Why did I say so?
September 20, 2008, Richard Brodett, 25, Jorge Joseph, 23, and Joseph Tecson, 22, (the Alabang Boys) were arrested by the Philippine Drug Enforcement Agency (PDEA) for possession of marijuana, cocaine and Ecstasy.
December 2, 2008, Chief State Prosecutor Jovencito Zuno issued a resolution releasing the Alabang Boys.
PDEA did not release the Alabang Boys.
On December 19, 2008, Undersecretary of Justice Ricardo Blancaflor called Major Ferdinand Marcelino, the head of the PDEA team that arrested the Alabang Boys, asking “Pasko na, bakit hindi pa ninyo ni-re-release?” .
Major Marcelino informed Undersecretary Blancaflor that the reason why they did not release the Alabang Boys is because the release resolution is subject to automatic review by the Secretary of Justice. In short, the resolution could not be implemented without the approval of the Secretary of Justice Gonzalez.
Since Justice Secretary Gonzalez denied receiving the resolution he was supposed to review and therefore could not approve or deny it, the PDEA indeed could not release the Alabang Boys.
To expedite the process, Alabang Boys lawyer Felisberto Verano talked to Justice Secretary Raul Gonzalez about the situation. Afterwards, he drafted the release order under the letterhead of the Department of Justice, sealed the draft in an envelope, and sent it on December 23, 2008 to Secretary Raul Gonzales through Undersecretary Ricardo Blancaflor. The document was received by Janet Payoyo, secretary of Undersecretary Blancaflor.
Blancaflor instructed Payoyo to refer the matter to State Prosecutor John Resado.
John Resado told Payoyo it was alright to send the draft to Justice Secretary Raul Gonzalez.
Under the circumstances above mentioned, we can theorize the following:
It was Secretary of Justice Raul Gonzalez who instructed Alabang Boys lawyer Felisberto Verano to draft the order of release. Or, Atty. Verano suggested it to Secretary of Justice Gonzalez who approved the same. For why would Atty. Verano have, and where would he obtain the courage and the authority to draft (when he was not the Secretary’s secretary) the release order using the letter head of the Justice Department? When the draft resolution was received by Undersecretary’s secretary Janet Payoyo, Atty. Verano informed her he alsready talked with Justice Secretary Gonzalaez about it. “When I asked secretary Gonzalez, he said he had indeed talked to Attorney Verano…” said Undersecretary Blancaflor. A fact confirmed by Secretary of Justice Gonzalez himself.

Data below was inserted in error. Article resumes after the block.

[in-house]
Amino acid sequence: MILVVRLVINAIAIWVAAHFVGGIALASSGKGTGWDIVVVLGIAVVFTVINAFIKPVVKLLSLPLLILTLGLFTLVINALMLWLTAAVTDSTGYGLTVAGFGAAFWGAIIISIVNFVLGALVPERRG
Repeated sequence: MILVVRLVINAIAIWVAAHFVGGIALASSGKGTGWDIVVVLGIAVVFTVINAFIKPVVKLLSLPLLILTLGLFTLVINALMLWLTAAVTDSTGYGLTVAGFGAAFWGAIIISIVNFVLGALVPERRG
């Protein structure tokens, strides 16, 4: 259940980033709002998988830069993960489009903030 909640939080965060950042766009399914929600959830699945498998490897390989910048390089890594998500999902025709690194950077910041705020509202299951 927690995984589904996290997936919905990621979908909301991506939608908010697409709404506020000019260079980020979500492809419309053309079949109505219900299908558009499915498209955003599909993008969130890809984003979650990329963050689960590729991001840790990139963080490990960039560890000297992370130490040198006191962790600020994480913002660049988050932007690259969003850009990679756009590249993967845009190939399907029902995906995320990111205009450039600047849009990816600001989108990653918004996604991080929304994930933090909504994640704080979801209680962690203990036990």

If this is the case, why did the document have to pass through Undersecretary Ricardo Blancaflor when it could have been sent directly to the Secretary of Justice who would sign it to release the Alabang Boys? And why should an Undersecretary of Justice refer it (document) to a State Prosecutor John Resado?
I can think of only one logical explanation for this: before it reaches Secretary of Justice Raul Gonzalez who would execute the final act, the document must first pass through Blancaflor, and from Blancaflor to Zuno through Resado, because it is only through this simple method they can say they were involved (except for Zuno who had already issued the December 2 resolution) and can therefore claim their reward. That is, assuming that the Alabang Boys were arrested and their belongings (drugs) seized legally. If it were otherwise, and, let’s just say I were the lawyer for the Alabang Boys, I would have done what Atty. Verano did to help his clients. I would even go further by delivering the document in Iloilo to Justice Secretary Gonzalez for his signature in his house where I am sure he spent his Christmas vacation. And, assuming further I were Justice Secretary Gonzalez, I would not mind confirming the release order because our constitution is a libertarian constitution. To paraphrase a Supreme Court decision, our constitution would favor one hundred guilty persons escape imprisonment than incarcerating an innocent one.
After the seizure and arrest are confirmed valid, the investigation on the Alabang Boys bribery scandal should focus on Secretary Gonzalez, Undersecretary Blancaflor, State Prosecutor Resado, and Cheif State Prosecutor Zuno. Otherwise, we should apologize to these people and the family of the Alabang Boys for the anxiety we have caused them for messing with their names, and spunk our PDEA, particularly its head Dionisio Santiago, so that it will learn to do its job correctly next time.